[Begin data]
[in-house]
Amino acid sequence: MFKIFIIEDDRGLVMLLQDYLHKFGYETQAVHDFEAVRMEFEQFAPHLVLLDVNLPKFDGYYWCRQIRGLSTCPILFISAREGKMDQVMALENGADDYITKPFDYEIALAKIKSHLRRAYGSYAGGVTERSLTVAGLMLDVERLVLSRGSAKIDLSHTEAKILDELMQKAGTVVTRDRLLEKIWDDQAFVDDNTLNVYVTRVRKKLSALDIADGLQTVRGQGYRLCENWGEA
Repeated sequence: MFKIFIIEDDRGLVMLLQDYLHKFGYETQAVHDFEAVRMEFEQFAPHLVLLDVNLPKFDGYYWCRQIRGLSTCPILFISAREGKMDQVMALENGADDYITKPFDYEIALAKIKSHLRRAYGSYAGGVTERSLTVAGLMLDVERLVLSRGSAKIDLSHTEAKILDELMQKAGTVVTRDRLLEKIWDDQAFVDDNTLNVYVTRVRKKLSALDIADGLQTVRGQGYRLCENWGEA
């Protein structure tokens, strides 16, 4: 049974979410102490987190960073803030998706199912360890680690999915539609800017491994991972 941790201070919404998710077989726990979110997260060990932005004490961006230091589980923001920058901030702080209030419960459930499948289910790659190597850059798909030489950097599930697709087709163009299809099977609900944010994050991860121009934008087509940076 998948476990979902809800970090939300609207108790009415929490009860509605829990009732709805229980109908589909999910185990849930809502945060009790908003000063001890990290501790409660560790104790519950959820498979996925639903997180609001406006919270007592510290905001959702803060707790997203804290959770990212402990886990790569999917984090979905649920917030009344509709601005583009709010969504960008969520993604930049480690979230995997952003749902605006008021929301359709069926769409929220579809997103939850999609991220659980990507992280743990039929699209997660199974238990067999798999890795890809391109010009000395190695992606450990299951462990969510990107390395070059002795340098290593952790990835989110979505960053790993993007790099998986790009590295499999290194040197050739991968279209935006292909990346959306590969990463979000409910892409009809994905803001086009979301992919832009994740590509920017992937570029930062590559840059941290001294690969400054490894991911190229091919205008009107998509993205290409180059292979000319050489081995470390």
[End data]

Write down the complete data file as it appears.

[in-house]
Amino acid sequence: MFKIFIIEDDRGLVMLLQDYLHKFGYETQAVHDFEAVRMEFEQFAPHLVLLDVNLPKFDGYYWCRQIRGLSTCPILFISAREGKMDQVMALENGADDYITKPFDYEIALAKIKSHLRRAYGSYAGGVTERSLTVAGLMLDVERLVLSRGSAKIDLSHTEAKILDELMQKAGTVVTRDRLLEKIWDDQAFVDDNTLNVYVTRVRKKLSALDIADGLQTVRGQGYRLCENWGEA
Repeated sequence: MFKIFIIEDDRGLVMLLQDYLHKFGYETQAVHDFEAVRMEFEQFAPHLVLLDVNLPKFDGYYWCRQIRGLSTCPILFISAREGKMDQVMALENGADDYITKPFDYEIALAKIKSHLRRAYGSYAGGVTERSLTVAGLMLDVERLVLSRGSAKIDLSHTEAKILDELMQKAGTVVTRDRLLEKIWDDQAFVDDNTLNVYVTRVRKKLSALDIADGLQTVRGQGYRLCENWGEA
């Protein structure tokens, strides 16, 4: 049974979410102490987190960073803030998706199912360890680690999915539609800017491994991972 941790201070919404998710077989726990979110997260060990932005004490961006230091589980923001920058901030702080209030419960459930499948289910790659190597850059798909030489950097599930697709087709163009299809099977609900944010994050991860121009934008087509940076 998948476990979902809800970090939300609207108790009415929490009860509605829990009732709805229980109908589909999910185990849930809502945060009790908003000063001890990290501790409660560790104790519950959820498979996925639903997180609001406006919270007592510290905001959702803060707790997203804290959770990212402990886990790569999917984090979905649920917030009344509709601005583009709010969504960008969520993604930049480690979230995997952003749902605006008021929301359709069926769409929220579809997103939850999609991220659980990507992280743990039929699209997660199974238990067999798999890795890809391109010009000395190695992606450990299951462990969510990107390395070059002795340098290593952790990835989110979505960053790993993007790099998986790009590295499999290194040197050739991968279209935006292909990346959306590969990463979000409910892409009809994905803001086009979301992919832009994740590509920017992937570029930062590559840059941290001294690969400054490894991911190229091919205008009107998509993205290409180059292979000319050489081995470390």